I don’t even know if you can get it online, I don’t think you can stream it anywhere. I think they literally produced a few for this, one-off tour they did in Australia. They’re all successful musicians in their own right, but they came together in this one-off album and it’s fantastic.
It’s banjo, guitar and light percussion on the edge of a snare or a cajon and it’s just fantastic songs, brilliant, David Francey is one of my favourite songwriters, he’s superb.
Jeff Buckley – Grace
Jeff Buckley broke in that early ’90s era and he had a huge impact on lots and lots of people. The kind of emotion and the sort of spirit of his father Tim Buckley, Grace as a trio and as a sound, had that kind of inventiveness of Nirvana and had a real spirit that hadn’t really been captured before and I think it had an influence on so many singers.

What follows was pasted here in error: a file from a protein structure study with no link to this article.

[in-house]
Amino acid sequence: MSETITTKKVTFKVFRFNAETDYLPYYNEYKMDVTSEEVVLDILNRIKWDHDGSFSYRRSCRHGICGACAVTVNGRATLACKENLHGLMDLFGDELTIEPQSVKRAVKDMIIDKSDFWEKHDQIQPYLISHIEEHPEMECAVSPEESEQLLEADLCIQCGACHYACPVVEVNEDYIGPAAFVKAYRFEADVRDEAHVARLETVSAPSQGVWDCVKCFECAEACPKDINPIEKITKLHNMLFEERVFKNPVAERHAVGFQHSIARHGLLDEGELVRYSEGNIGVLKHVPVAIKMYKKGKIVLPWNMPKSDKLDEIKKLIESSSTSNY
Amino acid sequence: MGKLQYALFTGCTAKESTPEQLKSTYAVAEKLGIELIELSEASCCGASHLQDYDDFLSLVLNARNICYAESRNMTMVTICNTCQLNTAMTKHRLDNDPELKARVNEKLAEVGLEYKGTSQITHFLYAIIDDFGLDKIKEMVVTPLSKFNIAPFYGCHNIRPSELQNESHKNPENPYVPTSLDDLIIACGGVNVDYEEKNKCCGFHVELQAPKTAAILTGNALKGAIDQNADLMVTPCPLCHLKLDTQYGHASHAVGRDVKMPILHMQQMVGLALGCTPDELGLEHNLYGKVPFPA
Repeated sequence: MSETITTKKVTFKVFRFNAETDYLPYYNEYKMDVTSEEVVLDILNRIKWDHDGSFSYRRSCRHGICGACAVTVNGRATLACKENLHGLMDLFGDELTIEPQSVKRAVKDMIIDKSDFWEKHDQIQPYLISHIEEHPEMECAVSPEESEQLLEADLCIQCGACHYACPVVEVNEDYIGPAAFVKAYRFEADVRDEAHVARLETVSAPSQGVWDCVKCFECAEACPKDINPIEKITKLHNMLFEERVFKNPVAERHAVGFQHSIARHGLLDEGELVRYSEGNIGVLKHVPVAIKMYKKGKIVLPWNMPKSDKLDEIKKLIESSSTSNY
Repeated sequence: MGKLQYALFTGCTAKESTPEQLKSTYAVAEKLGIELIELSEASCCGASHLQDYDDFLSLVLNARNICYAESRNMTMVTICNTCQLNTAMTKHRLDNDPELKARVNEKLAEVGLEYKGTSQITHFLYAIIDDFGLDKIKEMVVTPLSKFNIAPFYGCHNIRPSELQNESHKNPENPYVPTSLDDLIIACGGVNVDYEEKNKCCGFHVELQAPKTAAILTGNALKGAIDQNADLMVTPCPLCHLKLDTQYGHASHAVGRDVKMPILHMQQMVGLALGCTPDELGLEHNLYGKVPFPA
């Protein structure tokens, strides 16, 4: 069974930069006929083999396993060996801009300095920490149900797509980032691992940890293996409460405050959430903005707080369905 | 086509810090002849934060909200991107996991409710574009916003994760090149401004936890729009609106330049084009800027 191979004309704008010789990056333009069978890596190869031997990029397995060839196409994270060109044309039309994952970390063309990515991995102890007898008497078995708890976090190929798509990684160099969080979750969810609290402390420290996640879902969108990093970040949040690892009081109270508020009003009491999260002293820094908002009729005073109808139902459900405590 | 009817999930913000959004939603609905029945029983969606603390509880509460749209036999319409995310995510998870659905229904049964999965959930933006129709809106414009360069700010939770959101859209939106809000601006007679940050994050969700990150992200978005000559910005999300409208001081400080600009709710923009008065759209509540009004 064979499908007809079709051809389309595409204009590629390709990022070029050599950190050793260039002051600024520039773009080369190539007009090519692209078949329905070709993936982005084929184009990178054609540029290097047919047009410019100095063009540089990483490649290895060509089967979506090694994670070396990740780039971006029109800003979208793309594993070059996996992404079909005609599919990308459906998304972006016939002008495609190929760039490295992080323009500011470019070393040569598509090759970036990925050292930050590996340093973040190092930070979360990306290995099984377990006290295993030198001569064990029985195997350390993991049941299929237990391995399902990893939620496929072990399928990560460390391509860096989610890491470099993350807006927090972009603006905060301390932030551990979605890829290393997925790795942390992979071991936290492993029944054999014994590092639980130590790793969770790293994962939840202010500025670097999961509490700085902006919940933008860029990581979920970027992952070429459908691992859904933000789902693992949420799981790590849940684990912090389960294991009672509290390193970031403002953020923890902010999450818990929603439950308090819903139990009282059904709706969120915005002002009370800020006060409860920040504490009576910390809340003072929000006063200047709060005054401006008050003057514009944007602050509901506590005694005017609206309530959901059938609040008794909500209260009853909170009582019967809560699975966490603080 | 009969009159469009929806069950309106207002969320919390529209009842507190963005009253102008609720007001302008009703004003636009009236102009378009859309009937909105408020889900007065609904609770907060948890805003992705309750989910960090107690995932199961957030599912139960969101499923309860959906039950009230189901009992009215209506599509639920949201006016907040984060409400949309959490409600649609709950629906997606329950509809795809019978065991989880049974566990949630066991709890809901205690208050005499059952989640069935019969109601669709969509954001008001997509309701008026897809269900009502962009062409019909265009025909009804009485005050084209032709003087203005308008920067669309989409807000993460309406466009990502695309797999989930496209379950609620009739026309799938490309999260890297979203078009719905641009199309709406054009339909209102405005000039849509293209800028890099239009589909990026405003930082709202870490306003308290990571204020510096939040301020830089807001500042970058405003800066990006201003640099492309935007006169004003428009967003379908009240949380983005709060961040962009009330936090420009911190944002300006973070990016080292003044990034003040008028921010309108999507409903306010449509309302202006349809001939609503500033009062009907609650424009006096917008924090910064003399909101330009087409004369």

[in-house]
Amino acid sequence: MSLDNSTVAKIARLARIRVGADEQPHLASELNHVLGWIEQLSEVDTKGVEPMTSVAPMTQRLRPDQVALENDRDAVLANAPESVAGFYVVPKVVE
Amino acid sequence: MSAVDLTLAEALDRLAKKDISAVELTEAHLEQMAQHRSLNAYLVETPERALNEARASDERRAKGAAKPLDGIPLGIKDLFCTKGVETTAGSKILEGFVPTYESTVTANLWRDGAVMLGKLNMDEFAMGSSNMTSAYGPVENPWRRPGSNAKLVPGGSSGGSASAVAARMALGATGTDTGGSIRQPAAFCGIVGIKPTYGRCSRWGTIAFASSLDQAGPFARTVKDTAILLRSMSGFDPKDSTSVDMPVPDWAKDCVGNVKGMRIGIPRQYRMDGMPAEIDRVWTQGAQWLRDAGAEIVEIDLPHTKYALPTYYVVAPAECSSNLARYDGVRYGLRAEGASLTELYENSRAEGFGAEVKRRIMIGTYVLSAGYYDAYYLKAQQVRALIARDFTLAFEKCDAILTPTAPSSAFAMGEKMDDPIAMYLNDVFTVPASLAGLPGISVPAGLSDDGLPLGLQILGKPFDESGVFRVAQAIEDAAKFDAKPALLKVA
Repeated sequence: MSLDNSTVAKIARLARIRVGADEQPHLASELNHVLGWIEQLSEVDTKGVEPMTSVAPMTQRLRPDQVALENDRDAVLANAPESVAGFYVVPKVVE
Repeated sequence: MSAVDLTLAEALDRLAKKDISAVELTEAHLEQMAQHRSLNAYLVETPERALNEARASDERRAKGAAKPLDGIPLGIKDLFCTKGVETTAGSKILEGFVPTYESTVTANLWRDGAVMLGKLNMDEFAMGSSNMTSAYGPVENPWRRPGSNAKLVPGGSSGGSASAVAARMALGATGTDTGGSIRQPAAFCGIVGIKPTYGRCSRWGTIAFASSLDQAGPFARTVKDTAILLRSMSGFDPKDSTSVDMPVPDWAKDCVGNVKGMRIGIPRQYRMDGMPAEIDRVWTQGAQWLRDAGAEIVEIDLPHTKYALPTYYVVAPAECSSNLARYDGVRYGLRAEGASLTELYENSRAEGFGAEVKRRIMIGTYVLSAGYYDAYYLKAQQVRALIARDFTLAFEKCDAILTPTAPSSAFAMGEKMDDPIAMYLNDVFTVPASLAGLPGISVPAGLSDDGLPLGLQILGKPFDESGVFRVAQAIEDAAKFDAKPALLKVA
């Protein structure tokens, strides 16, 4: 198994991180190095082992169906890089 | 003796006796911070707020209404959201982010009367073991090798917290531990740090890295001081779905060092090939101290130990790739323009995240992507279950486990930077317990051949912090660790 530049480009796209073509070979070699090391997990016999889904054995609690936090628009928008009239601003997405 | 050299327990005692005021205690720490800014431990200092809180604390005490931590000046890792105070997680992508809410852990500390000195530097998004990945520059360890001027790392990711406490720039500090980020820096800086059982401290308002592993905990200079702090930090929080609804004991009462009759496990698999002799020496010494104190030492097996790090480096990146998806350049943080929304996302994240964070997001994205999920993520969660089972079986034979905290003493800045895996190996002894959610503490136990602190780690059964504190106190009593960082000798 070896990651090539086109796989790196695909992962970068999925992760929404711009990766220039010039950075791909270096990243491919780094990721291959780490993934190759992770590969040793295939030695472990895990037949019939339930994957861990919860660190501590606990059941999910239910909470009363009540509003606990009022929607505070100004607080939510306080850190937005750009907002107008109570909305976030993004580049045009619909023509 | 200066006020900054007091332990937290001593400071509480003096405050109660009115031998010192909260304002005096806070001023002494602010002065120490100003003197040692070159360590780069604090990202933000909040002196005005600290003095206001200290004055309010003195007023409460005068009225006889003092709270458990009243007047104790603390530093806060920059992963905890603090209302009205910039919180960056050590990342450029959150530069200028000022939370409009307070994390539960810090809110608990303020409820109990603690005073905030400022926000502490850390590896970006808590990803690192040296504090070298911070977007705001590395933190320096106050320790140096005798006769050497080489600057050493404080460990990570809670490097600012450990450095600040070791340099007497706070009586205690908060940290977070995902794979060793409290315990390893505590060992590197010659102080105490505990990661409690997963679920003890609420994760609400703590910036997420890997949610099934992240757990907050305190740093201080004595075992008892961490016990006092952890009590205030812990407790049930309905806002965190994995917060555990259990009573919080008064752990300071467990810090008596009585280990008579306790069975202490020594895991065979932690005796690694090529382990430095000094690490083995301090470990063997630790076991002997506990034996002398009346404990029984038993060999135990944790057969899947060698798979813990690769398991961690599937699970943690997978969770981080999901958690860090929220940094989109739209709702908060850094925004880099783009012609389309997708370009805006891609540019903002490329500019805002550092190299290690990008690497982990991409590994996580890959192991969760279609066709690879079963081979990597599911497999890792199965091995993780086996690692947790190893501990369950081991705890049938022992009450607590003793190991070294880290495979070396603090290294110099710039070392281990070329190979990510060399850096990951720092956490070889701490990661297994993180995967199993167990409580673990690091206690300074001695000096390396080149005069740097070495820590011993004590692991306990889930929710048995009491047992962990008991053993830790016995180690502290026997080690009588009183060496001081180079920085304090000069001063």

Like I’m sure that the likes of Thom Yorke, Chris Martin and all these people listened to Jeff Buckley, and he had such a wonderful delivery. And Hallelujah is one of the greatest versions you’ll ever hear and it’s sort of come back to life I think.
He certainly brought it back to life in that generation. So yeah, another wonderful record.
Kate Bush – Hounds Of Love
Kate Bush is a huge force in music and production and someone who has been a huge influence for me throughout my musical career. I’ve always been so impressed with how much she throws into each album, how much in terms of content. She seems to almost tell a complete story and each song is a chapter.
That’s how I see a lot of her albums and I think she is one of the masters of a kind of complete story. She’s wonderful at the craftsmanship in her songs, it’s quite unique.